Neon lights, on the back wall, greeted us as we entered Trademark Grind, the “boutique coffee bar” serving Sweetleaf Coffee Roasters from Brooklyn. In this quaint space, we were treated to excellent cups of hot chocolate, perfect on this winter day. A few minutes later, the PR manager, Matt, greeted us and invited the Manhattan Sideways team to follow him through a small entryway where we discovered Trademark Taste, a cozy, dimly lit restaurant... a safe little hideaway in the middle of bustling Midtown Manhattan. Opened in the spring of 2016, by In Good Company Hospitality, Trademark Taste & Grind serves a mixed clientele, from guests at the attached hotel and the pre-show crowd from Madison Square Garden to those looking for a unique weekend bar scene. The menu is impeccably curated by culinary director, Jeff Haskell, to featured favorites like Burrata and Knots and Tuna Poke. However, with its dark, mellow colors, graffiti motifs and hints of industrial flair, Trademark is all about the space. The walls are white and black with accents of red. Intimate hidden booths circle a large center bar, the anchor of the room. As soon as I took a look around, I wanted to settle into one of these booths for the evening. When I repeated this to Matt, he replied, “People tend to not want to leave. ”
Every subject that one could possibly imagine a magazine covering between its pages can be found on the shelves of this fabulous shop. There is a strong emphasis on fashion, including international glossies, plus news, business, art, architecture, entertainment, food, travel, sports and dozens of other topics. And in case a cup of coffee is needed while browsing, there are pots waiting to be poured and a selection of other typical magazine stand items, as well.
The first Bluestone Lane opened in August of 2013, and the company now has 29 locations all over the country, including this one at Grace Plaza Pavilion. With the pavilion’s abundant outdoor seating, it is a great place to grab a cup, sit down, read the newspaper, and get some sunlight. In addition to the fresh-brewed Sightglass and Niccolo Coffee, Bluestone offers a selection of teas and quick bites with gluten-free options.
Known as Bryant Park Place today, this Renaissance Revival structure was originally built by Andrew Carnegie, in 1907, to house the Engineer's Club, a professional group of men who were creating an important niche for themselves in the world of business. It was Mr. Carnegie's strong desire to pay tribute to "ordinary men doing extraordinary things. " Members included President Herbert Hoover, Thomas Edison and Nikola Tesla. Today, No. 32 is completely residential, with Royce' Chocolate and Gotham Beauty Lounge located on either side of the stunning lobby. The exterior of the building remains almost the same, with its magnificent entryway and white stone facade.
A marriage of Mexican and barbecue, the bursting flavors of Mexicue set it apart from other mobile eats during its beginnings as a food truck in 2010. In 2011, the energy and vivacity of the original endeavor were carried over to a brick and mortar location on Seventh Avenue, and in 2014 Times Square became its third location, with continued plans for expansion. Great smells awaited me when I first stopped in one summer afternoon to find out what the buzz was about. Apart from the inviting wooden slab booths, the innovative menu, and the dynamic bar (which hosts weekday happy hours from 4pm to 6pm) what made me return for dinner that night was the charisma of the staff. From hostess to waiter, all members were devoted to ensuring a comfortable experience for their guests with bubbly smiles and relaxed attentiveness. Among other hits, the burnt ends brisket bowl has garnered quite a following with a base of award-winning chili, tortilla chips for crunch, and house-pickled jalapeños for a little kick. The empty bowl, after Manhattan Sideways members were done with it, assured me it was something special. What provoked my own interest, however, was the kale and quinoa bowl, an interesting listing on the menu that made sense at first bite, a perfect flavor combination of spicy Mexican and smoky barbecue.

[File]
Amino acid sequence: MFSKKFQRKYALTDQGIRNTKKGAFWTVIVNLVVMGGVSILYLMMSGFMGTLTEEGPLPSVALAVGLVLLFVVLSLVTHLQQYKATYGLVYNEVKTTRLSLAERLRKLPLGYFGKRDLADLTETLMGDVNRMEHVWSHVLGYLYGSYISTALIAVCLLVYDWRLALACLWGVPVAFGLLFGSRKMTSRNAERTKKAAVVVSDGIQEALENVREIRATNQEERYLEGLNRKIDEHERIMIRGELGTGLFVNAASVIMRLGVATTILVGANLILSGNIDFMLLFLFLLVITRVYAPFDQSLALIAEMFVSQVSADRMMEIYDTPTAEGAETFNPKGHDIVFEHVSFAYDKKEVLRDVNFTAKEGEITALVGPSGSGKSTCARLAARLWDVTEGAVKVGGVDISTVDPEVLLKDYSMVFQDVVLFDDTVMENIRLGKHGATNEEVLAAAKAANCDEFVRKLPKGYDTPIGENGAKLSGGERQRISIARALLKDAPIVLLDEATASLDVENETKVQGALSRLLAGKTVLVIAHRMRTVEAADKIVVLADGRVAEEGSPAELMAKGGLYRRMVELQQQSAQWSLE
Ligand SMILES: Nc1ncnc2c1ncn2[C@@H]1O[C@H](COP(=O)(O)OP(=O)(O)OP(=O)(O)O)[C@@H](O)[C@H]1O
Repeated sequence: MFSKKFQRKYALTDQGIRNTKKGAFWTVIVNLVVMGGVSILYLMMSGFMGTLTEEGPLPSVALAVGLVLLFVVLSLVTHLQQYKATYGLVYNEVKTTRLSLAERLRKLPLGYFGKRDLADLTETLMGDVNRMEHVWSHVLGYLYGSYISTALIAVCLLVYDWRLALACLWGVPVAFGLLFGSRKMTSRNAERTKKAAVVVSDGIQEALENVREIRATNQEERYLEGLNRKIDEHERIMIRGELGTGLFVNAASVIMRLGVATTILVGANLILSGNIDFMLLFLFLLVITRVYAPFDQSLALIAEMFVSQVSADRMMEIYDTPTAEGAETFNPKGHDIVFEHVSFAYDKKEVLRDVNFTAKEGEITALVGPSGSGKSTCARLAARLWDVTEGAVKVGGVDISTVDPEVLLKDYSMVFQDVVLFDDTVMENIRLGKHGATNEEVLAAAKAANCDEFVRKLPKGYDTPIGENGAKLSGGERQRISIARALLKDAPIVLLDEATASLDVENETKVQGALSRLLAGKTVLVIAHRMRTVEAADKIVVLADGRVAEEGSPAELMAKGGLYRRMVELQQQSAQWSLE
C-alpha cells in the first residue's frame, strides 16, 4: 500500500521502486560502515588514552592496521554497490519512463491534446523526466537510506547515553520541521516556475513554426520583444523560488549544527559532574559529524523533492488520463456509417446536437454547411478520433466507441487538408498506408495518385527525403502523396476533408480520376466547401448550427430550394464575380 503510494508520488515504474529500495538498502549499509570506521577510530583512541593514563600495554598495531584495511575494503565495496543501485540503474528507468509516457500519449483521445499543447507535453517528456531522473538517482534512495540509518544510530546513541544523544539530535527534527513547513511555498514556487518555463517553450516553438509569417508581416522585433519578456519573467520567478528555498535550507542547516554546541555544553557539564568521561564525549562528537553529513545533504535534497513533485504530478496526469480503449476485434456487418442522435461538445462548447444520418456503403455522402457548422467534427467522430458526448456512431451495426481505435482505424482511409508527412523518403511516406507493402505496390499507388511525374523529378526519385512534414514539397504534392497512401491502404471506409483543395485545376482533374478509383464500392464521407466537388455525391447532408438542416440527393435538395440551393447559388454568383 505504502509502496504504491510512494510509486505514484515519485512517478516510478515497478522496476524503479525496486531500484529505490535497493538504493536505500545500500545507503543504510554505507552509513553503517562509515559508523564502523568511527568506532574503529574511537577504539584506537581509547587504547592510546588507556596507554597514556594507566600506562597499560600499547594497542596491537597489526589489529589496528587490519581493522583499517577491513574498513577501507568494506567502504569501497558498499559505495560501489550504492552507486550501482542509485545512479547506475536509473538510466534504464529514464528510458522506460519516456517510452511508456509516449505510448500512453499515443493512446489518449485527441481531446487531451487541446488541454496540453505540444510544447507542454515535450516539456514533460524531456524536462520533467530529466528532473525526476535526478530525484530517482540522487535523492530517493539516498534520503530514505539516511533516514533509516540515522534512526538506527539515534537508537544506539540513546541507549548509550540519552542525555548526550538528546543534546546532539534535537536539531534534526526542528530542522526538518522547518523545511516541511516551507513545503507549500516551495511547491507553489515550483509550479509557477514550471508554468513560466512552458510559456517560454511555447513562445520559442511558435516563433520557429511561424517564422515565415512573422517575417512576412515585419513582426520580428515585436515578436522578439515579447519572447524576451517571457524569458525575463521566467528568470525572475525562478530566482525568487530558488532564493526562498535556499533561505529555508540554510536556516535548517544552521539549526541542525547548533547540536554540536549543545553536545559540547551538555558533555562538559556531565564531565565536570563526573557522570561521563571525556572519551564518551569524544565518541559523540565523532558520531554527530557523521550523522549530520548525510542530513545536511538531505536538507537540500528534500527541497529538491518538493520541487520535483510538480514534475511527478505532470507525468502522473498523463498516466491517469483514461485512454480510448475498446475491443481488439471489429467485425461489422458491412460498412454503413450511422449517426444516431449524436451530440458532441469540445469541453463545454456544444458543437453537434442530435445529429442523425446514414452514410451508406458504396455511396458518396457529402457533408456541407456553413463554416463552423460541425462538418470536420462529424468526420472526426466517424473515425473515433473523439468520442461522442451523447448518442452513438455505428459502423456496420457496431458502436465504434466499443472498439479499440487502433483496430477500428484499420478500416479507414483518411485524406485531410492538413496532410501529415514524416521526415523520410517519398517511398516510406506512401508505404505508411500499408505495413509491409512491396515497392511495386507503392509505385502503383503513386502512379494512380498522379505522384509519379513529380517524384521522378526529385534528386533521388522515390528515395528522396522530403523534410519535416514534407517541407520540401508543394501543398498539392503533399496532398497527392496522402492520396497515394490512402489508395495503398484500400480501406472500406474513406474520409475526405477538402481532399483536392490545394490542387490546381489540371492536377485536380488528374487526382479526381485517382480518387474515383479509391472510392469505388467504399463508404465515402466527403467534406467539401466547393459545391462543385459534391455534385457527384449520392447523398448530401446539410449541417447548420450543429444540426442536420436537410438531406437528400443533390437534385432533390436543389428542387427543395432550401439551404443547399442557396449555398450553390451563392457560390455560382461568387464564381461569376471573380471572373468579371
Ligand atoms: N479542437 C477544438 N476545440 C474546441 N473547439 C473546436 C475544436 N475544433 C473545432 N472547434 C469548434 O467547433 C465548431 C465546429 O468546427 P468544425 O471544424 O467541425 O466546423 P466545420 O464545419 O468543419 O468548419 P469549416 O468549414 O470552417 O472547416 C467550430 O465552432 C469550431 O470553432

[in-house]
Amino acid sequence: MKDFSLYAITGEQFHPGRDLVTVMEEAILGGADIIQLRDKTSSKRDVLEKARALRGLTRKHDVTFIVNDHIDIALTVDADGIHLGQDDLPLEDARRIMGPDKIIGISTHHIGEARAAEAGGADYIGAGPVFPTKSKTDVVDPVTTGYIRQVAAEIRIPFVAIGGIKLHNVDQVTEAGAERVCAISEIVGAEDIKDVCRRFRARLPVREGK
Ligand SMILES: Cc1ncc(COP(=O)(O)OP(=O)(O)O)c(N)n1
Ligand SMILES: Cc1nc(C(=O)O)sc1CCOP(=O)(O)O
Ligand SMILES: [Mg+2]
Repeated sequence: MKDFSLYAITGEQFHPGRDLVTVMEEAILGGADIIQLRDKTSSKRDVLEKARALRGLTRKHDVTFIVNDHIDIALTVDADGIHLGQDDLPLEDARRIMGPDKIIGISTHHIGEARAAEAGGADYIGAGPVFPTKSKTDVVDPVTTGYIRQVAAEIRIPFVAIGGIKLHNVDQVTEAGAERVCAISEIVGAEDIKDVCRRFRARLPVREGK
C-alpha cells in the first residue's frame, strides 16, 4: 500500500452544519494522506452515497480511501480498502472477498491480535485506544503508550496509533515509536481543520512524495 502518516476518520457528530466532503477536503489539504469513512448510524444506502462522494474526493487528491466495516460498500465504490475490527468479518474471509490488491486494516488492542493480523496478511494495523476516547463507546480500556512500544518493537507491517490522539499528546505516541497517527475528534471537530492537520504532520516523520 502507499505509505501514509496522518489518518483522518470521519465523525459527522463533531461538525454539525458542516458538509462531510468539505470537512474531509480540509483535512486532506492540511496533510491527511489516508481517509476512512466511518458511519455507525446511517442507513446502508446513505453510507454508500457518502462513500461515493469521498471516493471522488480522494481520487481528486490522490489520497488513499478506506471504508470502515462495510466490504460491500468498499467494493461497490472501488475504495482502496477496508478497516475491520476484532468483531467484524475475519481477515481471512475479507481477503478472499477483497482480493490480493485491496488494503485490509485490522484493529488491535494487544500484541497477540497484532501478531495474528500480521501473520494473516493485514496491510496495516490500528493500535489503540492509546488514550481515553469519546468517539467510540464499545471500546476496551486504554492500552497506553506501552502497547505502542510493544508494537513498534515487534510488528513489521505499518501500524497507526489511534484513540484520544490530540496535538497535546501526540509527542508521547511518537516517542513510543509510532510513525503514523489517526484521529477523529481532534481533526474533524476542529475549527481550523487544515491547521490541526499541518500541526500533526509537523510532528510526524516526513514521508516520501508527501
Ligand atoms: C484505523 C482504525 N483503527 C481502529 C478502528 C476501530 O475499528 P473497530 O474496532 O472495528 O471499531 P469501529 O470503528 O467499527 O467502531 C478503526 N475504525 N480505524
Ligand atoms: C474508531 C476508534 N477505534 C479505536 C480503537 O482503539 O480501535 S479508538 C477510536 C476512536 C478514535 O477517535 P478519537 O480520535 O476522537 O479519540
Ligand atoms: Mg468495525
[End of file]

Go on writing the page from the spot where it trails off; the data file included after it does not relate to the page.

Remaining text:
At times, living in Manhattan can become a bit chaotic – and it is at this moment when Muji feels like a breath of fresh air. So different from our busy and cluttered apartments, Muji is the epitome of minimalist class. There is no rhyme or reason to what items are carried and yet while there are a million trinkets to browse through, the atmosphere remains effortlessly crisp and clean. Everything is made in neutral colors and simple materials, and labeled with clear descriptions. After wandering around, I suddenly had the urge to go home and clean everything out of my closet and start fresh. The store has a calming and almost meditative effect on people. The vast variety of items includes furniture, clothing, home goods – and yet everything feels unified. Some of the hidden treasures can be found within the office supplies – pens that glide beautifully across the page and notebooks that rival moleskin for utility and sophistication, but at a fraction of the price. Even the clothes are in soft, soothing colors, but made from fine fabrics and sold at very reasonable prices. Step inside to escape the bustle of the city, and do not be surprised if you leave with a new toothbrush or a pair of slippers.